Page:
At the Capitol today, Governor Tim Pawlenty offered some changes to his position on the state budget.
According to the Associated Press, "the governor offered to cut his borrowing plan in half and to agree to a larger amount of deferred education spending that wouldn't appear on the books during this budget period. He also said he would divert $250 million he wanted in a reserve account to the general budget." (More via Polinaut)
The governor offered the suggestion "in the spirit of compromise" by sending a letter to legislative leaders.
Let's look at the Capitol floor plan, again.
House leaders rejected the idea by posting it on Twitter.
From House Speaker Margaret Anderson Kelliher:
Governor's letter a compromise? Compromise in word only, doesn't balance the budget. Not a responsible plan.
House Majority Leader Tony Sertich also used Twitter, but "retweeted" a reporter's "tweet" to reject the idea:
Agreed. RT @sturdevant: Gov's first end-of-session proposal is more of the same: loads of one-time money.
I don't think the governor is going to see it on Twitter. He only posts about once a day. His latest one is pretty old:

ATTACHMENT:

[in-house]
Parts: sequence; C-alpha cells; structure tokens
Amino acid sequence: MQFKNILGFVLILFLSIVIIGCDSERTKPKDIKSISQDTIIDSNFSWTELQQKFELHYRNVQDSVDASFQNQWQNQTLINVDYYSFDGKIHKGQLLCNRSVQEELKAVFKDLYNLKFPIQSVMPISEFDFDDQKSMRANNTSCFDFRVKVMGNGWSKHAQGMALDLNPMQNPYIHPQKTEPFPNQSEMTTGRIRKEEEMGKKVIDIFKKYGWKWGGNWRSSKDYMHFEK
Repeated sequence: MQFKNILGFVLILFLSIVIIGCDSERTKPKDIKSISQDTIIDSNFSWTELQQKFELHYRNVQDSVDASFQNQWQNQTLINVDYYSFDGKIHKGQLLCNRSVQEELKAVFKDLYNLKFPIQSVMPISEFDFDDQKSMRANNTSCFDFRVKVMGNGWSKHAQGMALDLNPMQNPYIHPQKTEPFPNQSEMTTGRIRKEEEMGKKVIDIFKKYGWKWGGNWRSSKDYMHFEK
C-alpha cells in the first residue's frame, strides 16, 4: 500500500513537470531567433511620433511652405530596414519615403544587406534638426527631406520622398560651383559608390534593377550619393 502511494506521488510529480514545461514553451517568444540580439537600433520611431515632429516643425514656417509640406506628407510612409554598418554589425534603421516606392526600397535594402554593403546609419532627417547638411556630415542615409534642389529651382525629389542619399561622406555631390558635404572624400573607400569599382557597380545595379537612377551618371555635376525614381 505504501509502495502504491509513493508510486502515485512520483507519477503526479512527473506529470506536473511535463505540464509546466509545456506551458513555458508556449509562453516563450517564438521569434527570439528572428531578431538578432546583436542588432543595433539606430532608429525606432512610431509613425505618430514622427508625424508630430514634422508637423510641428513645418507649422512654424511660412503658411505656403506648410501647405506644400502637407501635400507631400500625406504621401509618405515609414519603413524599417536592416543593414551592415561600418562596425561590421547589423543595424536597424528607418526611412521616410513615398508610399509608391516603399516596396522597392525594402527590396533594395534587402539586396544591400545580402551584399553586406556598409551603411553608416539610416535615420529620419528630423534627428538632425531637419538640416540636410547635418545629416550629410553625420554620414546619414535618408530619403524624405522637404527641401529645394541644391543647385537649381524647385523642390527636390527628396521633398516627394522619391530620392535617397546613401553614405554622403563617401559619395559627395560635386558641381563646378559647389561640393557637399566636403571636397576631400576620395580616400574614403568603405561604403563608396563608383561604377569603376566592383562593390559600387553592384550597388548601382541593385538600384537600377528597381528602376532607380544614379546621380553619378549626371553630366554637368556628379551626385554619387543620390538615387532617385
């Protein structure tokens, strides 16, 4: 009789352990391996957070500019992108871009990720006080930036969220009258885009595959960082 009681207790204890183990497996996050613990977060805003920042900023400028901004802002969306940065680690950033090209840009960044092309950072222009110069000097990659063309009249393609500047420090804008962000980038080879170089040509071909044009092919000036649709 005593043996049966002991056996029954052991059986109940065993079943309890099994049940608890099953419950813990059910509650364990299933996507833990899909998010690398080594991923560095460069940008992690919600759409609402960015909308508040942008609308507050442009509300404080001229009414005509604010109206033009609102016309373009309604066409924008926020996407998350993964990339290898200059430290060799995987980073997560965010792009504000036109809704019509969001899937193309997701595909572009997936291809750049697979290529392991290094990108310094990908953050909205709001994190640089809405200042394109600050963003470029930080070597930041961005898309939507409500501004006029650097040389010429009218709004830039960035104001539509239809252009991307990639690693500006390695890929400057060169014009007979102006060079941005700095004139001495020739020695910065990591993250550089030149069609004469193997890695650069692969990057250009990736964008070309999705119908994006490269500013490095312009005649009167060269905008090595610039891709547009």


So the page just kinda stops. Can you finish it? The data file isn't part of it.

Fishing opener banquet last night; Then to Rochester for daughter's Vball tournament; mom's day lunch; mowed grass and now cooking dinner.
Meanwhile, aides are standing by in the event further negotiations are needed.
What am I missing? Why is there a floor plan of the capitol?
I think that Bob was trying to point out the absurdity of sending a letter when they all work in the same building. The governor can go upstairs, or invite the legislative leaders downstairs, if they want to talk.
I think sending it in writing has certain pluses. Both sides have evidence of exactly what he's offered. The legislature can't claim he's offered less than he has and Pawlenty can't claim he's offered more. It actually helps maintain some transparency to the negotiating process.
What if everyone just went over to Alary's for Happy Hour and hammered out a deal? I suppose I have to spell out the pigeon joke? It's another form of potential communication to be employed before talking.
"The governor offered the suggestion "in the spirit of compromise" by sending a letter to legislative leaders."
My interpretation is that the Governor prefers to negotiate via the media, rather than directly with the legislators directly. He likely feels like his 'no new taxes' budget will receive more popular support than the DFL's proposed tax increases - so he's hoping to apply public pressure to the DFL to compromise on his terms. Politically speaking its a smart strategy; the Gov is far more media savvy than DFL leadership. Perhaps rather than twittering they might try publishing an open letter themselves, explaining why balancing the budget with borrowed money is fiscally irresponsible. Given the public's renewed realization that borrowing isn't free, they have a compelling argument to make.